Liquefaction occurs when saturated soil is transformed from a solid to a liquefied state, particularly as the result of an earthquake. Ground failure caused by liquefaction can damage roads, pipelines, underground cables, and buildings with shallow foundations. The project site is located within a Seismic Hazard Zone for liquefaction, as designated by the California Geological Survey (CGS).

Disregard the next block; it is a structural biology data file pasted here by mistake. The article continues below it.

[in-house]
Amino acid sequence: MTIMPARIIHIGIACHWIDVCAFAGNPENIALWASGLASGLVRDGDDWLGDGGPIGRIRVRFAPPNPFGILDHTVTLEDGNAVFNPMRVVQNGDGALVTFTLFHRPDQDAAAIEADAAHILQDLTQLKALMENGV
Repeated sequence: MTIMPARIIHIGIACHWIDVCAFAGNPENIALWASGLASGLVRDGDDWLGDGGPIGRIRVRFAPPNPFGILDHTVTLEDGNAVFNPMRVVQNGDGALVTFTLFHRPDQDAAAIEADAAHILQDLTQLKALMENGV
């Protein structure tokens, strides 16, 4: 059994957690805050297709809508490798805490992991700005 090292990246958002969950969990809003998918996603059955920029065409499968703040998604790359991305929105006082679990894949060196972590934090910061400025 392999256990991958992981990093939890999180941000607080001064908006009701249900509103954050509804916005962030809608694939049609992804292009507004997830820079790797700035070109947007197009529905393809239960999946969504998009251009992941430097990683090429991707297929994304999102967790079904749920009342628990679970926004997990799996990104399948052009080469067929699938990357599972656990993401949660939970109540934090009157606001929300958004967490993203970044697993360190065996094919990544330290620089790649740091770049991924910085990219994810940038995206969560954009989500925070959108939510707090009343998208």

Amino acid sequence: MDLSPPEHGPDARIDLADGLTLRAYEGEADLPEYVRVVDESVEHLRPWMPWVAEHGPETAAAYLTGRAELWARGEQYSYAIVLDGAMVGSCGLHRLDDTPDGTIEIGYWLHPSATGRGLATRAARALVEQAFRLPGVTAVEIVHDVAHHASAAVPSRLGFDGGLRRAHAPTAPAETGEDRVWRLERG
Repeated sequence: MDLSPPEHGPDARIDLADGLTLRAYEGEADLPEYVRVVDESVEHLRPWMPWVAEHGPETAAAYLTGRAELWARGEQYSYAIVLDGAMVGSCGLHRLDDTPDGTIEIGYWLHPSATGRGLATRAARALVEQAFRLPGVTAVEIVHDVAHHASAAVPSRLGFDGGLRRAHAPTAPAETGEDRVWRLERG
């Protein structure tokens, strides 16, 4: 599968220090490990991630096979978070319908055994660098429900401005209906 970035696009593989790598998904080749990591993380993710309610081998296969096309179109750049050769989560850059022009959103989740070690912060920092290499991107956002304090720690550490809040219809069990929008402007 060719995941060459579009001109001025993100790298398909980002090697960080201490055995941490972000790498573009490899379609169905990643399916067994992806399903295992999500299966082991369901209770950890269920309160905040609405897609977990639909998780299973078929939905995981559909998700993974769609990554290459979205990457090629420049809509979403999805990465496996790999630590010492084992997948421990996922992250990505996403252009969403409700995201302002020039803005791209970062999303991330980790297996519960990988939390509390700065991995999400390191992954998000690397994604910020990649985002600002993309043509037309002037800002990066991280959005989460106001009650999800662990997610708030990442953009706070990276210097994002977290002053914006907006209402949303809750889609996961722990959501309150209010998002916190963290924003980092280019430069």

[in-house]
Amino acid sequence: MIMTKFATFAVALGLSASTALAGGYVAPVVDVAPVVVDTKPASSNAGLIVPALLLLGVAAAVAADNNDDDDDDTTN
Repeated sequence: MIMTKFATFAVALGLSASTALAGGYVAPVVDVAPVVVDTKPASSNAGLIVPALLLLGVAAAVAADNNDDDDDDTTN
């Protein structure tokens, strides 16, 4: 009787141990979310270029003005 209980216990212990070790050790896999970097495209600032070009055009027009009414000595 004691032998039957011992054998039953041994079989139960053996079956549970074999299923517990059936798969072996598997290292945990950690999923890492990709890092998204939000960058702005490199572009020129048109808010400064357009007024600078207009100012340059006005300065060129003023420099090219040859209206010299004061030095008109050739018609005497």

The EIR identified several seismic impacts of the project. The two at issue here are impacts F.1 and F.2. The EIR described impact F.1 in this manner: "In the event of a major earthquake in the region, seismic ground shaking could potentially injure people and cause collapse or structural damage to proposed structures." This impact was designated as "[p]otentially [s]ignificant." The EIR's discussion of this impact noted that an earthquake in the Bay Area could produce ground accelerations at the project site ranging from strong (MM-VII) to very violent intensity (MM-X), with a possible intensity of MM-X as a result of a 7.1 earthquake on the Hayward fault. Such an earthquake "would cause considerable structural damage, even in well-designed structures." Based on a master plan-level geotechnical investigation, the EIR recommended as a mitigation measure: "A site-specific, design level geotechnical investigation for each site area (which is typical for any large development project) shall be required as part of this project. Each investigation shall include an analysis of expected ground motions at the site from known active faults. The analyses shall be in accordance with applicable City ordinances and policies and consistent with the most recent version of the California Building Code, which requires structural design that can accommodate ground accelerations expected from known active faults. In addition, the investigations shall determine final design parameters for the walls, foundations, foundation slabs, and surrounding related improvements (utilities, roadways, parking lots and sidewalks). The investigations shall be reviewed and approved by a registered geotechnical engineer. All recommendations by the project engineer and geotechnical engineer shall be included in the final design. Recommendations that are applicable to foundation design, earthwork, and site preparation that were prepared prior to or during the project design phase, shall be incorporated in the project. The final seismic considerations for the site shall be submitted to and approved of by the City of Oakland Building Services Division prior to the commencement of the project." After mitigation, the EIR concluded this impact would be less than significant.